Here's a good look at one of Australia's most famous buildings, the Sydney Opera House.
Typically, when most people envision Australia, they picture kangaroos, Foster's Beer, and the Croc Hunter. However, for our weeklong adventure to the outback, there was very little of that and more mini-truckin' fun and hardcore mini-truckers than in most parts of the States. The mini-truck scene is spread out all over the east coast of Australia, and for the past decade it has been growing and getting stronger, without much attention from the U.S. We figured it was about time to bridge the continental gap and put together some of the best mini-truckin' coverage worldwide!
During the weekend of October 28th to the 30th Jamie Starling and a few other Aussie mini-truckers host the largest mini-trucker gathering in Australia, and for the last 3 years it has continued to grow to massive proportions. The show is called the East Coast Cruise, otherwise known as ECC. Mini-truckers come from as far north as Queensland (17 hours north of Sydney) and as far south as Melbourne. The meeting spot was set at the Chopper Shop, just outside of Sydney, for Friday morning with a very early departure at 7 a.m. to our destination in Merimbula. When we arrived at the Chopper Shop we were excited to see well over two dozen mini-truckers waiting for us to hit the road. With a 10-hour drive ahead of us, the sun was shining, and the moment every mini-trucker in Australia had been waiting for was now here.
As the cruise continued south down the coast we met up with another 30+ minitruckers waiting roadside for the convoy to arrive. We spent most of the afternoon drooling over dozens of mini-trucks rolling down the opposite side of the road, and trying to adjust to shooting photos from the passenger side (our driver side). About 6 hours into the trip the Highway Patrol decided to set up a roadblock to catch our entire caravan riding down the freeway. After the officers searched and inspected every vehicle, they issued many "canaries," which would be similar to a citation for us, but far more costly. Once the defect reports and fines had been handed out, the cruise hit the road as we drove threw rolling hills, clear skies, and endless miles of vast open outback.
The cruise finally arrived in Merimbula, a small, quiet coastal town that had no idea what they were in for this particular weekend. We made it into town just in time for everyone to drop off their baggage at one of the many hotels sold out for the weekend before we cruised over to the Bowling Club for some all night mini-trucker fun. The bar/casino was filled full of tattooed and mohawked mini-truckers catching up on the last year's events about building trucks and dragging experiences. We got a chance to meet up with a bunch of blokes who kept buying the drinks and asking all about mini-truckin' in the States.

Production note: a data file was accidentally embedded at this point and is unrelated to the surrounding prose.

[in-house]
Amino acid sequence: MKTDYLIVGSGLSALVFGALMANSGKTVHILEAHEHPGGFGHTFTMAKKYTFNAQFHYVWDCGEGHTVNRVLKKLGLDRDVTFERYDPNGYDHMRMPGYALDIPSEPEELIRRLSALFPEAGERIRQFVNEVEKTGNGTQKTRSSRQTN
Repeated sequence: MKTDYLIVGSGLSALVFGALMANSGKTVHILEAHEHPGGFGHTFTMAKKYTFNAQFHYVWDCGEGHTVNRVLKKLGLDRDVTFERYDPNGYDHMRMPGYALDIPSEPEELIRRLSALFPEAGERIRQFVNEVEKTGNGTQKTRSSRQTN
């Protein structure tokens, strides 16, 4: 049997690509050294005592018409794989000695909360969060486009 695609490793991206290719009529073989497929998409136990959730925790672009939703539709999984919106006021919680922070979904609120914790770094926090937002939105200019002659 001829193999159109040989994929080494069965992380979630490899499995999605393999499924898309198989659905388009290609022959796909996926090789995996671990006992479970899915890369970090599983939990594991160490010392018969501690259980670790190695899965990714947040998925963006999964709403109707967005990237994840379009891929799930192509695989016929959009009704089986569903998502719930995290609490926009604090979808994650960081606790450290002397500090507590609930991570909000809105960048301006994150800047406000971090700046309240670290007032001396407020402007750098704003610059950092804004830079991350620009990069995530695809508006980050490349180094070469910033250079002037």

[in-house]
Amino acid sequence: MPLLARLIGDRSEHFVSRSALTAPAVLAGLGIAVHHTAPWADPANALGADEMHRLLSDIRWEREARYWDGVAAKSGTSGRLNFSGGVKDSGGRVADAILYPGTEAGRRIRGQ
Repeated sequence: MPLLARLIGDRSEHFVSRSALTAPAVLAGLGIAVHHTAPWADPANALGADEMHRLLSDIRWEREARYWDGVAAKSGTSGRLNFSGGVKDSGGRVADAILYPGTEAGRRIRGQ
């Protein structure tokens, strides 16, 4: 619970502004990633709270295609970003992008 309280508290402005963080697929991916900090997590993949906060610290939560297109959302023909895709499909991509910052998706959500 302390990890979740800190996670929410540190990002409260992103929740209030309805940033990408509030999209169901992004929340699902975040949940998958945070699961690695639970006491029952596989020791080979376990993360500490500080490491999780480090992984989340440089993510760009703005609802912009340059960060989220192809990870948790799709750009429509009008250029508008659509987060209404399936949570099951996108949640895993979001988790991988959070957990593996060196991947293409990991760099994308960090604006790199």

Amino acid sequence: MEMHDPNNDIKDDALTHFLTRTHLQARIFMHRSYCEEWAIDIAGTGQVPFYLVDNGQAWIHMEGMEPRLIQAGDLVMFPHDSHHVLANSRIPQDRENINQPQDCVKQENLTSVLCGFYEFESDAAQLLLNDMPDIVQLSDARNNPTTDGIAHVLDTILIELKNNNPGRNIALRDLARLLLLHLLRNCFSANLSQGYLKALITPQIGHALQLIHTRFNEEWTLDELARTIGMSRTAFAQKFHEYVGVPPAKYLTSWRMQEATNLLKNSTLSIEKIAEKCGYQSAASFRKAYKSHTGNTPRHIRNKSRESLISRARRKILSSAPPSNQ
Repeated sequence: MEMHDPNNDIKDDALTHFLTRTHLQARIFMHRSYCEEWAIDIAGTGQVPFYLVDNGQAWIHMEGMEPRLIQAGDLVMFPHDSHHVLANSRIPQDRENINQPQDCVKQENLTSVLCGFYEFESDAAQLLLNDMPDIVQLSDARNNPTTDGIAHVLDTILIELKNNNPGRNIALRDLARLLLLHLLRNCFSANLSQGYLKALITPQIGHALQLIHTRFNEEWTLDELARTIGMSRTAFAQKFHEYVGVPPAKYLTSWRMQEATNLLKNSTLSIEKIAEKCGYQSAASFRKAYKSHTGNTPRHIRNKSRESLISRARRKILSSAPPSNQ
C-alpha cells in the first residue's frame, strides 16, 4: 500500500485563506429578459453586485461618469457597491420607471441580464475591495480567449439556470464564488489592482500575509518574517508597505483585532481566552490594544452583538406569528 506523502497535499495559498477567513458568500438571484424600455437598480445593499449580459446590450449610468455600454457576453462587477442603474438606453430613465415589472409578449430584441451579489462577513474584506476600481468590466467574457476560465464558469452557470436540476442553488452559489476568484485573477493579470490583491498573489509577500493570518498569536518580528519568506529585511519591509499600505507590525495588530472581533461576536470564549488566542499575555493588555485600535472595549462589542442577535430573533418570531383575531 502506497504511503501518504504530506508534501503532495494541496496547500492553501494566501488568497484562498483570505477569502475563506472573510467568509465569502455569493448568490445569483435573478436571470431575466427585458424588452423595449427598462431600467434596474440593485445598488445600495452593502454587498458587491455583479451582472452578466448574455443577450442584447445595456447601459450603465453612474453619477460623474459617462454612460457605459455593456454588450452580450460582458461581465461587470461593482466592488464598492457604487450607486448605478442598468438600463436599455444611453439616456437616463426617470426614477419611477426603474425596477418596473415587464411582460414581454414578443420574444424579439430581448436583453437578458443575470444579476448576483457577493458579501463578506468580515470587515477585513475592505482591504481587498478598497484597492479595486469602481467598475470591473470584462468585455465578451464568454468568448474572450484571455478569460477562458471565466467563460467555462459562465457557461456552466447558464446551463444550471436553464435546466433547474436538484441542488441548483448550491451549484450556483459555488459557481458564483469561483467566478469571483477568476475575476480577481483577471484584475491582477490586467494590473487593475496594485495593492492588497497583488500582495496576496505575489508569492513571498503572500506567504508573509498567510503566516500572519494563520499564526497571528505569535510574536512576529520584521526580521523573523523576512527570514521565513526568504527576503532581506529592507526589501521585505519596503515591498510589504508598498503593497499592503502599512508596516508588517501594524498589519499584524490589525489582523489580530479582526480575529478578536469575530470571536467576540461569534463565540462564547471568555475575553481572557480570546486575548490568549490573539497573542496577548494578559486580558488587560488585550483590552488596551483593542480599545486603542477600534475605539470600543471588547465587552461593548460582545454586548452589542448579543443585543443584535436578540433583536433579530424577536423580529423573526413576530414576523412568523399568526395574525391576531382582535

As the sun rose on Saturday morning we awoke to some very unpleasant weather that could easily ruin a mini-truck event, but it didn't seem to slow down this cruise one bit. Everyone gathered in a waterfront park just down the road from the hotels. Once the more than 100 mini-trucks had filled the parking lot and we had a chance to survey the area, we began to notice everything from suicide doors to body drops, as well as 4-door models of every mini-truck they offer in the States. Next stop: Bermagui. The drive from Merimbula to Bermagui was like nothing we had ever seen. There was a trail of over 100 mini-trucks behind us, amazing scenery of the Australian outback to our left, and miles of beautiful coast to our right. Wow, what a weekend!
Once we arrived in Bermagui everyone aired out their trucks in a small area dedicated to the cruise. We watched some small town locals try to impress the mini-truckers by doing tailspins in a grass field in their more-than-stock vehicles. After that, everyone filled their stomachs with meat pies and we hit the road back to Merimbula, where we would organize a drag session for all of the hardcore Aussies. After all the sparks had been layed on the highway, we headed back out to find the rest of the cruise participants, who had already commenced the night's festivities. The party went into the early morning as we watched countless mini-trucks cruising and dragging the streets of Merimbula as well as hundreds of mini-truckers occupying the motel parking lots and enjoying each other's company.
Sunday came all too quickly, and the day was spent shooting some of Australia's finest examples of completed minis since we would not see these trucks for at least another year. The East Coast Cruise was a great success, and it's only getting bigger and better. Mini-truckin' isn't a hobby or a sport, but rather it's a lifestyle that has spread all over the country, and as you can see, it has spanned the oceans and there are now loyal mini-truckers all over the world. The East Coast Cruise is a great way to bring together a bunch of mini-truckers from Australia to celebrate and enjoy a thriving and growing culture. Watch out, America! Aussie mini-trucks are stepping it up. For more information on this Australian event, check out www.kmuter.com.
There's always the possibility for trouble on any lengthy cruise, but true mini-truckers a
Just like Japan, motor swaps are fairly commonplace in the Australian mini-truck scene.
Yes, there's even graffiti down under.
Quad-cab mini-trucks are also commonplace.